Leaders of the Congregational Church of Middlebury confirmed on Monday a portion of the church’s historic Charter House on North Pleasant Street will be used to temporarily house as many as three homeless families this winter.
Meanwhile, John W. Graham Emergency Shelter Executive Director Elizabeth Ready announced two new plans to beef up its services to the homeless.
First, the John Graham Shelter will soon reconfigure one of its “family rooms” as an eight-person bunkroom to accommodate single people who would otherwise find themselves out in the cold during the upcoming winter months.
Second, according to Ready, the shelter has received permission to use an Addison County Community Trust home on Washington Street Extension in Middlebury as temporary lodging for one, perhaps two, area families who find themselves without shelter this winter.
“The idea is to have a place for families, as well as individuals,” Ready said.
She stressed the ultimate goal will be to make the Washington Street Extension housing transitional in nature. The ultimate goal, Ready said, will be to get homeless individuals the counseling, health services and employment information they need to quickly get them into jobs and permanent housing.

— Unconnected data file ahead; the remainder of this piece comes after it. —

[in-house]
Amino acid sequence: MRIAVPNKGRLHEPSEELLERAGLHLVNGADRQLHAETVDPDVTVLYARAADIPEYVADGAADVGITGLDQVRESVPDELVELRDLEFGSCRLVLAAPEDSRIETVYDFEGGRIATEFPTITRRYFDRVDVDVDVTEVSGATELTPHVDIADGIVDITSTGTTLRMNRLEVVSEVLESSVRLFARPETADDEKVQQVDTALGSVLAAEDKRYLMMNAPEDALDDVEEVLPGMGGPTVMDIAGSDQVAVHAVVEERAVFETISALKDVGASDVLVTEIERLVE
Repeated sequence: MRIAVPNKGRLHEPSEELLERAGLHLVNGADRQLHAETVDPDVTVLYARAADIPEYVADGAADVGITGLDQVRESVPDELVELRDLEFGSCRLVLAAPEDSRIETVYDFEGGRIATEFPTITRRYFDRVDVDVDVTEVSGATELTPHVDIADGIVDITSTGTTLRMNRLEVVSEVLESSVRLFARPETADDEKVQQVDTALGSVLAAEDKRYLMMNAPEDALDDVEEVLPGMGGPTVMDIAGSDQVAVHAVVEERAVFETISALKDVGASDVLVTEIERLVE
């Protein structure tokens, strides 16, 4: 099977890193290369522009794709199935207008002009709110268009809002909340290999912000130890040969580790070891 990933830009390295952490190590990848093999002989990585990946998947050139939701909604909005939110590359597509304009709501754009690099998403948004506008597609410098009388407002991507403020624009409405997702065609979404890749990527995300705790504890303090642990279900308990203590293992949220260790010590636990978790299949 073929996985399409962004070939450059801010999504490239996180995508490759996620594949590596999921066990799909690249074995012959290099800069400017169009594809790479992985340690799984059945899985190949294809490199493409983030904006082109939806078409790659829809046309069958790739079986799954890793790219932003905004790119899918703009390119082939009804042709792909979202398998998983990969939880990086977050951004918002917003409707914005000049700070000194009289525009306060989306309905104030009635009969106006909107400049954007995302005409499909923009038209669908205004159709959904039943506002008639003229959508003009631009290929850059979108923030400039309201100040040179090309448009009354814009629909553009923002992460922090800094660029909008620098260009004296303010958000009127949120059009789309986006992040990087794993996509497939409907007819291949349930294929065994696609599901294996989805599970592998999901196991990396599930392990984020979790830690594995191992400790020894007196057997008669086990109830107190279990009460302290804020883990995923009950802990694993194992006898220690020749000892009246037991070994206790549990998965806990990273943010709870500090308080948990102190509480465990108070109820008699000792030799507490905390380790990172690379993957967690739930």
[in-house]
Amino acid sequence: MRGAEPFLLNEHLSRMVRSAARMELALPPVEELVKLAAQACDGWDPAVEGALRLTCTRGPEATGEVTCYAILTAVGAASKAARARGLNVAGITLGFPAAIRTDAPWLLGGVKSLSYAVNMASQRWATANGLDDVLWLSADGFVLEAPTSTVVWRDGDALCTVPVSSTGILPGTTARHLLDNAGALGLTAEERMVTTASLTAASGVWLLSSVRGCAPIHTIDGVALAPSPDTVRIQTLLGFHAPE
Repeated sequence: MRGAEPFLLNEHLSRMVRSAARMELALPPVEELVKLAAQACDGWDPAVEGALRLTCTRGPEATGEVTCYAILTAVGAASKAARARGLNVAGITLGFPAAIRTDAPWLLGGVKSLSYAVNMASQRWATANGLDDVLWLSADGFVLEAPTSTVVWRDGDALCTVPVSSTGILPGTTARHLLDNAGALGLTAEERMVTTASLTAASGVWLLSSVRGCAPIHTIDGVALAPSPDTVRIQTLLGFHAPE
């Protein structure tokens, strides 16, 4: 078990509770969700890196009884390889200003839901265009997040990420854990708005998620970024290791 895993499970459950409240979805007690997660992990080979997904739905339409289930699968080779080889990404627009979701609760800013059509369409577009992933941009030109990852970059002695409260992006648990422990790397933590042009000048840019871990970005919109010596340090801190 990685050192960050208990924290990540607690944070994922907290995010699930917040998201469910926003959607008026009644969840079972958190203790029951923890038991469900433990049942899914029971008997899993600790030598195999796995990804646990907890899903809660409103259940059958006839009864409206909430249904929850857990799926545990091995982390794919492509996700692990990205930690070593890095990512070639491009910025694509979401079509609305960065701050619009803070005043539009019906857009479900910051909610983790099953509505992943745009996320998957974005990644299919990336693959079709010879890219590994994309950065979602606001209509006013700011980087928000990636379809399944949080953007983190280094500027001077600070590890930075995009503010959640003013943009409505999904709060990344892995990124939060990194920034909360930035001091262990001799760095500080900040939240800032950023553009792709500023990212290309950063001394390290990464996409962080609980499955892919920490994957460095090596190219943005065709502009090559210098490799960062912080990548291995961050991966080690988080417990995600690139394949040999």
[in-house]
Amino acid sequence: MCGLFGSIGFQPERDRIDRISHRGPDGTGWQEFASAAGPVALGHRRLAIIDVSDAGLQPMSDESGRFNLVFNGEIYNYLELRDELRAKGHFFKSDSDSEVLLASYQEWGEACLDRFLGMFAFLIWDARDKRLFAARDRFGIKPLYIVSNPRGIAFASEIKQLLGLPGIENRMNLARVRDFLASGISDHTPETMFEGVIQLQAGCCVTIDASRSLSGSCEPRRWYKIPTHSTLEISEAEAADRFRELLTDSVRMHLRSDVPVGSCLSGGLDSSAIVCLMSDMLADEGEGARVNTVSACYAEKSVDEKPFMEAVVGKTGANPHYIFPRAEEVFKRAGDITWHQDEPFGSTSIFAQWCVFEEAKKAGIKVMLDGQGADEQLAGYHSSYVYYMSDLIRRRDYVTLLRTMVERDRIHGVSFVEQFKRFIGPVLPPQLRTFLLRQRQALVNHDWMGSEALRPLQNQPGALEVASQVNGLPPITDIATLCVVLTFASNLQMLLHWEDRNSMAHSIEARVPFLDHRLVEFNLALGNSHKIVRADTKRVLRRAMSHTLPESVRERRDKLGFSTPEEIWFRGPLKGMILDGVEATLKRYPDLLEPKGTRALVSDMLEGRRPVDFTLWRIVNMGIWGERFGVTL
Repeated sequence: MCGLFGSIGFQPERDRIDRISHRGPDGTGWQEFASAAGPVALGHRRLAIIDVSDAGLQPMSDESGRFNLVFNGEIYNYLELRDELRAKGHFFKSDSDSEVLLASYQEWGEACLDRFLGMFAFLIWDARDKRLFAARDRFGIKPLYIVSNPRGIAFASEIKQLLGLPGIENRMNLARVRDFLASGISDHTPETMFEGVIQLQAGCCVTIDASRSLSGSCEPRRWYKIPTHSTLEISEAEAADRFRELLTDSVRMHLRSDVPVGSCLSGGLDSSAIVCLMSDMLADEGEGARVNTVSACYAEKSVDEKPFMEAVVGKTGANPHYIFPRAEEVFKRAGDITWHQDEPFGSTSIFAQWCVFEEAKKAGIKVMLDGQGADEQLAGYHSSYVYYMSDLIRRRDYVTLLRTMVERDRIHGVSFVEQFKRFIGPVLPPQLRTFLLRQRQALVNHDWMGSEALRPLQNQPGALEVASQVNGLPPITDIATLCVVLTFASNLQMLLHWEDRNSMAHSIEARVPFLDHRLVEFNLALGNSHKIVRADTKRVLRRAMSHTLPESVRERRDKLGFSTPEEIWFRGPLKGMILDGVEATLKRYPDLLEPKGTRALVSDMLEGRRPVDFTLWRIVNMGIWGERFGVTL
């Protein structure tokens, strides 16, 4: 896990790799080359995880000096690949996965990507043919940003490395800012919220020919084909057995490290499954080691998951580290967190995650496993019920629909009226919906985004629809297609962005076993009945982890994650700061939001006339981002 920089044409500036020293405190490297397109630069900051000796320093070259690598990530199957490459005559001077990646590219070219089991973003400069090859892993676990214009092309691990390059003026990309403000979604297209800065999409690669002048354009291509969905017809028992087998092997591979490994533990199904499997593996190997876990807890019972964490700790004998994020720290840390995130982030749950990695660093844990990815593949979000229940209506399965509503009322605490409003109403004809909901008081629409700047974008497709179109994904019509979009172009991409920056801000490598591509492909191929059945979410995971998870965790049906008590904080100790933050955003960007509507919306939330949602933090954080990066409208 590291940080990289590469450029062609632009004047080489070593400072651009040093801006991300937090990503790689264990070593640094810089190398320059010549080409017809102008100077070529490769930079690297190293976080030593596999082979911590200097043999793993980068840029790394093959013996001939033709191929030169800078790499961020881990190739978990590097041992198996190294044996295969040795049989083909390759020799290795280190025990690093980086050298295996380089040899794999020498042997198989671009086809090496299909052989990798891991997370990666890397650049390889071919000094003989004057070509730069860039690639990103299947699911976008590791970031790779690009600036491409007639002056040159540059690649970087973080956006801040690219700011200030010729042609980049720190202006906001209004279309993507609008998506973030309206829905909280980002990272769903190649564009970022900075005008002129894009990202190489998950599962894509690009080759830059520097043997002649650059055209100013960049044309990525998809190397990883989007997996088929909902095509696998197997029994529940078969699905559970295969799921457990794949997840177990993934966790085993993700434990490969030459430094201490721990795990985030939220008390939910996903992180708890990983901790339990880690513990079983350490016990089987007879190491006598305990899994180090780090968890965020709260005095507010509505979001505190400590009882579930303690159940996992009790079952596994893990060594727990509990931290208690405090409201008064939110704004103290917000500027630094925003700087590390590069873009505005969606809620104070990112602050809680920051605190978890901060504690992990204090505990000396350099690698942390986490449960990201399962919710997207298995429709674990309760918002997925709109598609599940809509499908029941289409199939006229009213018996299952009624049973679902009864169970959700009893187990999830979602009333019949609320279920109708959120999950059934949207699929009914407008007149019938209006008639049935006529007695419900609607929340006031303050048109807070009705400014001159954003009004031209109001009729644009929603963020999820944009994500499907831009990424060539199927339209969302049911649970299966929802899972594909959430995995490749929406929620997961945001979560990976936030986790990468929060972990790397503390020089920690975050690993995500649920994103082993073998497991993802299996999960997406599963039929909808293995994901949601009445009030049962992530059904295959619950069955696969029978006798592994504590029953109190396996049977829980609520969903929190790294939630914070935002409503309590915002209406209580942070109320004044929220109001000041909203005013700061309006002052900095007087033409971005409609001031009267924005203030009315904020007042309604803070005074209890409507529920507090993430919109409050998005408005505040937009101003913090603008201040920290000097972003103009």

“You can’t just put people in a bed and expect things to improve,” Ready said.
The Washington Street Extension home has five bedrooms and should be ready for occupants soon, according to Ready. She would not disclose the exact location of the home in order to preserve the anonymity of the people who will reside there.
By KATHRYN FLAGG
ADDISON COUNTY — As deadlines for creating budgets for the next school year draw near, the county’s public school boards are juggling a slew of challenges as they stitch together barebones spending plans — not least of which are a slumping economy and as yet unknown state tax education rates and per pupil spending allotments.
Add to that list of challenges Act 82, an education funding law, also known as the “two-vote mandate,” passed in 2007 and that kicks into effect for the first time this year. Act 82 will force some Vermont school districts to obtain additional voter support for spending increases that exceed the rate of inflation — and that’s a hurdle that has some administrators worried.
“There’s a difference between an unpopular law and a poorly written one,” said Rutland Northeast Supervisory Union Superintendent Bill Mathis in Brandon. “As a piece of law, it’s just a clumsy and silly and ineffective mechanism.”
Act 82 — which was concocted last year as a compromise between Gov. Jim Douglas, who wanted to cap school spending, and the Democratic leadership in the state Legislature — is expected to come into play directly in about half of the school districts in the state. Budget writers in the other half undoubtedly are keeping the new law in mind as they go about their business, too.